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edited 22 Mar '11, 04:51

1) I don't know why the doc. recommends dbtran. It seems to me that dblog gives the same info., and should do it faster, especially for large logfiles. You have to use dblog to zap the offsets anyway, so why not use it to get them as well
2) The offset information is only dumped out as part of the message callback functions, so yes, you will have to parse those messages to get this information. It might be worth posting an enhancement request to expose a "GetLogInfo()" function in the dbtools api that returns this information specifically, or that the DBChangeLogName() function return this information in a more easily processed way.

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answered 17 Mar '11, 09:47

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Jason Hinspe...
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19 Mar '11, 07:55

Volker%20Barth's gravatar image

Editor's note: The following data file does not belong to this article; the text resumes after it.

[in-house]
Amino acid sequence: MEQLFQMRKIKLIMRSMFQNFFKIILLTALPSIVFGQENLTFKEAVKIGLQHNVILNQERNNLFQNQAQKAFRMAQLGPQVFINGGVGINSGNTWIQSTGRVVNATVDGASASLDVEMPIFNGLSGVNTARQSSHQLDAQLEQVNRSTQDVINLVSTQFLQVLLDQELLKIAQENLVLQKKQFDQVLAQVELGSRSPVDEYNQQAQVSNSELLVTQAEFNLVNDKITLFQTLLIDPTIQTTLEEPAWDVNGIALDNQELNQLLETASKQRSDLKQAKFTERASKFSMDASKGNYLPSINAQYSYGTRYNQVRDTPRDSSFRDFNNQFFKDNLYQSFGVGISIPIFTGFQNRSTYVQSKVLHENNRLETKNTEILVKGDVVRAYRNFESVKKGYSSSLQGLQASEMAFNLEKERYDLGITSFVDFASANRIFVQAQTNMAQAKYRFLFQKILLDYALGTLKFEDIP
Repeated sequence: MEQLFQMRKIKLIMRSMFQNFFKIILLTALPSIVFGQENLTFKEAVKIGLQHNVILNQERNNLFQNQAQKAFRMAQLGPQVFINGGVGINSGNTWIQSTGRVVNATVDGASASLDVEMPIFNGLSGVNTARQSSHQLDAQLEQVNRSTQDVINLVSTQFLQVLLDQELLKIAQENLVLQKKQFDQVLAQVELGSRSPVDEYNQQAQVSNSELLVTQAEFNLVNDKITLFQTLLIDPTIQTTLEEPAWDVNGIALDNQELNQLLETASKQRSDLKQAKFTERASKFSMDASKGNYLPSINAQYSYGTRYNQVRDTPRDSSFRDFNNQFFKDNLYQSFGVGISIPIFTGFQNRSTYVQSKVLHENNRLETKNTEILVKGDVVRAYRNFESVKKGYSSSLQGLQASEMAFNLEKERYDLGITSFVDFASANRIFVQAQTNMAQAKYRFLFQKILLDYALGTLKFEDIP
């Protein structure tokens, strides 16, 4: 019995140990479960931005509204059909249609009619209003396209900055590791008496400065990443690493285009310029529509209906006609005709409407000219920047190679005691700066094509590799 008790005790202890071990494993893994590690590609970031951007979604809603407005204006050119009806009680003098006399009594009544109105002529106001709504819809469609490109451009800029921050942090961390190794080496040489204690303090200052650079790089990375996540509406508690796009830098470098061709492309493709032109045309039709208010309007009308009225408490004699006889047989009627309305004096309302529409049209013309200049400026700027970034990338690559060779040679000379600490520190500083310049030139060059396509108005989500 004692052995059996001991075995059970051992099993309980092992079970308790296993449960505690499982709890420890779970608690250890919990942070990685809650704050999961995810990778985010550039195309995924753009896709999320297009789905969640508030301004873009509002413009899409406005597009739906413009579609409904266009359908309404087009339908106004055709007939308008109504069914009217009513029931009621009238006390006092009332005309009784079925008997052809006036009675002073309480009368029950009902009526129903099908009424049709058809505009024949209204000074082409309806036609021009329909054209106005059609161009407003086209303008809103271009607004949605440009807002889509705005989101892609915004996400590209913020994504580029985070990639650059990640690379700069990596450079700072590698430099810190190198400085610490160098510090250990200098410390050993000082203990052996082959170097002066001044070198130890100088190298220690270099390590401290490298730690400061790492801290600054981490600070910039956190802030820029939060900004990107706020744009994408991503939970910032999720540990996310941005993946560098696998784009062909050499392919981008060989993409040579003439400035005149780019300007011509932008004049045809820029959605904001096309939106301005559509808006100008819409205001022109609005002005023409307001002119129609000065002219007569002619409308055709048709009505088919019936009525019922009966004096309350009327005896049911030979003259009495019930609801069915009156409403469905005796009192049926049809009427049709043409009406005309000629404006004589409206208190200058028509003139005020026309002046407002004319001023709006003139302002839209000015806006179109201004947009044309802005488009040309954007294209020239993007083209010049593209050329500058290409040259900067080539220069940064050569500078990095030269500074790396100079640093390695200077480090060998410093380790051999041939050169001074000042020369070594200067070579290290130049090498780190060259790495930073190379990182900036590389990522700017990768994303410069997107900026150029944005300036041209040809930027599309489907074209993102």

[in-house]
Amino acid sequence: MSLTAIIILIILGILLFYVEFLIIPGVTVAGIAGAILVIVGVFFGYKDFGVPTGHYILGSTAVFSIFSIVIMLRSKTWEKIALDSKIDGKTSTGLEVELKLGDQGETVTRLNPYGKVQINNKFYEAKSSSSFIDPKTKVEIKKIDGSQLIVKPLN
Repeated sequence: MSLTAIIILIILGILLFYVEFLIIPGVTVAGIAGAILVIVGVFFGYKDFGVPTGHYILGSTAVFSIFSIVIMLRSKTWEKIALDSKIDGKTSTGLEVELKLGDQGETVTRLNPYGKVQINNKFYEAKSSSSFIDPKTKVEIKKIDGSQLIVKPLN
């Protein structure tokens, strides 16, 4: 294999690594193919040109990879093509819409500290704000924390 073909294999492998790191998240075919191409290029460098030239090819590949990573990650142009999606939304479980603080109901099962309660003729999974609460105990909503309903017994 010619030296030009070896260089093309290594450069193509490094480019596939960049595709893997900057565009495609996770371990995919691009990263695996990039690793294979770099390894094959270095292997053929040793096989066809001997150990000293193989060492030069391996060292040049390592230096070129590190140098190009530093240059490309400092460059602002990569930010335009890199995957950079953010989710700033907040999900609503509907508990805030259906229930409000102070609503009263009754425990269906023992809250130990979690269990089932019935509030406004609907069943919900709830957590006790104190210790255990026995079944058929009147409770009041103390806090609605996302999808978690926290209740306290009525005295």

Volker Barth
31.5k318461676

Jason, thanks for the clarification. Guess I'm gonna use DBLOG then. - So you agree that it's no real option to query the running database (as the shutdown would possibly change the offset afterwards), don't you?

(17 Mar '11, 10:13) Volker Barth
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Yes, I agree that starting the database to query it for log offsets is not a good idea. The log offset information will change - at a minimum the server does a checkpoint on shutdown, which will advance the ending log offset.
You could figure out what that adds to the log and add it to the result of your query, but there is no guarantee this value is constant, or that the server won't do other things (like more than one checkpoint), advancing the log further.

(17 Mar '11, 14:04) Jason Hinspe...

If you started the db in read only mode, would the offset change then? If that worked, Volker could avoid the parsing.

(17 Mar '11, 17:23) Justin Willey

That's a good idea, methinks. - Nevertheless, I think it's wayyy easier to do the actual parsing than to assure the offset information taken from a running database is valid. - In the end, I'm primarily concerned with avoiding to re-extract all those remotes:)

(18 Mar '11, 04:57) Volker Barth

Sidenote: I like nested comments - thanks to Graeme and Nathan:)

(18 Mar '11, 04:58) Volker Barth